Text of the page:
When China entered the market economy, the Chinese government strongly encouraged many of its unemployed workers to pursue their own business ambitions in the capital. These often meant opening a small shop, a local bookstore, a café – a “hole in the wall,” as it was colloquially referred – that added a sort of asymmetric charm to the massively expanding cityscape of Beijing. Now, decades later, a different strategy is in place. As part of a government initiative to beautify the capital, the city’s authorities are plugging up these “holes,” forcing the shops to close and leaving their owners no choice but to relocate.
This is what filmmaker and activist
Fan Popo saw happening to his beloved Beijing as he was writing his latest
short film, The Drum Tower. Set in the Gulou (Drum Tower) area of
Beijing, the film explores the effect that these changes have on two of its
most marginalized inhabitants. In less than 18 minutes, Popo manages to draw a
poignant parallel between the larger, city-wide injustice and the smaller,
day-to-day discrimination that some people face.
The Drum Tower begins with
Miss Mi (Chao Xiaomi) being ousted from a female public toilet and forced into
the male side. Mi is a transgender woman, and therefore accustomed to this kind
of treatment. She operates a small boutique near the Drum Tower from where she
livestreams regularly about her life and thoughts, but ever since the
government began construction in the area, she worries that her shop will not
last much longer. Her worries are validated when two government employees
inspect her shop and decide that it too shall be closed.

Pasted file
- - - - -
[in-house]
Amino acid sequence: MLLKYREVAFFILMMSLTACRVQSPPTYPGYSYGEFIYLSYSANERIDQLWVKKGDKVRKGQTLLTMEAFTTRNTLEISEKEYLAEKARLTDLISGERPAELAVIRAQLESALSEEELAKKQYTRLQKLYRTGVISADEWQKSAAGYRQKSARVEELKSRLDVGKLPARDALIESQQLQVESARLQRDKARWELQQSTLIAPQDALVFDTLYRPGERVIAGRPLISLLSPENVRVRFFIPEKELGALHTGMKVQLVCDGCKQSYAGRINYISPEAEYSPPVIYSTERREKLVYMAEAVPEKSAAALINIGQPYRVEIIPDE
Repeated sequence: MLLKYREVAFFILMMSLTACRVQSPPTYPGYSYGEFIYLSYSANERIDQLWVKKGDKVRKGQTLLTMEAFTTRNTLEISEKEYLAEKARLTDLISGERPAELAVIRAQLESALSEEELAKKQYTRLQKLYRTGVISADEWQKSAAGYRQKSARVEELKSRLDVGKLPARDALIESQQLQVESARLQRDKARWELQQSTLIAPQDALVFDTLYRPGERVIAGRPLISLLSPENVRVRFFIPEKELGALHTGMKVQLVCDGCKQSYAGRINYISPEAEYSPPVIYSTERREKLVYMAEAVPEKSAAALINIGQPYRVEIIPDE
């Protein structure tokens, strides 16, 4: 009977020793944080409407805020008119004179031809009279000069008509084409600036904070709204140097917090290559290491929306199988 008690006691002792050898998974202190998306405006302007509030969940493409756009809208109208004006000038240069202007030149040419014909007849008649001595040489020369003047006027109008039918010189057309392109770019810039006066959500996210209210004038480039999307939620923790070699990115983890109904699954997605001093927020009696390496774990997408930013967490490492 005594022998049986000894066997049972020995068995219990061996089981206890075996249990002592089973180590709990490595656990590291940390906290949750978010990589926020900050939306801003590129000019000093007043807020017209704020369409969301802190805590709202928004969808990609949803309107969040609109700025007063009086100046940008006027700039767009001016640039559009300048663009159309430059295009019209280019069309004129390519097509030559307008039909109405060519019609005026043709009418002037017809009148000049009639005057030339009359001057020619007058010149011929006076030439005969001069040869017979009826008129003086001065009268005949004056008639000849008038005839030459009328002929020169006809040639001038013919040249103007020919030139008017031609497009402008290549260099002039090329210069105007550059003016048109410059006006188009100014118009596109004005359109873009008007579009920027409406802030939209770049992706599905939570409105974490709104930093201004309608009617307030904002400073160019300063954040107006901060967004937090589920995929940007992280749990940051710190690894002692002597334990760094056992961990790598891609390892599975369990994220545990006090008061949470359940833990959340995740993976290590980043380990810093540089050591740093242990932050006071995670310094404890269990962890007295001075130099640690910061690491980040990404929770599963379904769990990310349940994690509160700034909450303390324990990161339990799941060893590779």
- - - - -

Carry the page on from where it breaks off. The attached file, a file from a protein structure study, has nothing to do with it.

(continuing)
At the same, the film follows
Kacchan (also the actor’s name), a rebellious teenager who likes to walk around
and photograph the transforming city. After meeting Miss Mi in the bathroom, he
grows fascinated with her and, in true voyeuristic fashion, begins to observe
her life from a distance. Peering through her window, he witnesses the effect
that the eviction has on her life. As a person with an already fluid identity
in the eyes of the world, her shop was one thing that kept Miss Mi firm, that
defined an important aspect of her life. Now it is gone, and Mi feels
abandoned. Kacchan and Mi find that they share a lot in common, and their
mutual dissatisfaction of their environment eventually brings them
It is no coincidence that Fan Popo
opens The Drum Tower in a public toilet. The bathroom issue has become
the definitive soundbite in the fight for transgender rights (either for or
against), and an easy way to score political points on either side of the isle.
Popo is clearly aware of the fact, but his statement is not so obviously
one-sided. He films the scene from a
distance such that we don’t really get a good look at Miss Mi or the woman
kicking her out of the bathroom. In fact, from the viewer’s perspective, Miss
Mi looks far more feminine than the androgynously dressed middle aged woman
shouting at her that she’s “not supposed to go in there.” The point
is not to judge the characters by their appearances, but to show that the
discrimination Miss Mi faces, based probably on her close-up appearance, is
somewhat hypocritical and easily subverted when one changes their point of
Because point of view is an
important theme in The Drum Tower. We don’t know what Kacchan thinks
when he first encounters Mi, but it is only after an extended and closer
(albeit voyeuristic) observation of Miss Mi that he truly connects with her. They’re
both victims of the changing city – Mi through her eviction from the
neighborhood, and Kacchan through his upper-class, French-speaking, and mostly
indifferent mother who represents the aforementioned change. Their anger brings
them together, though it remains unclear whether or not they have the power to
do anything about it. In the end, all they can do is hold hands and stare at
the rising barriers.
In a rapidly evolving world, it is
often the marginalized that get left behind, if only because they have already
expended so much effort to fit into the current status quo. Even if one has the
“needs of the many” in mind, there’s always the risk of a tyranny of
the majority where, as Mills pointed out, the many (or the powerful) may
oppress the few. And even if that’s not our intention, we sometimes forget look
back at the consequences of our collective progress. The Drum Tower does an excellent job of reminding us of that fact.
The Drum Tower is showing at the Chinese Visual Festival on May 6.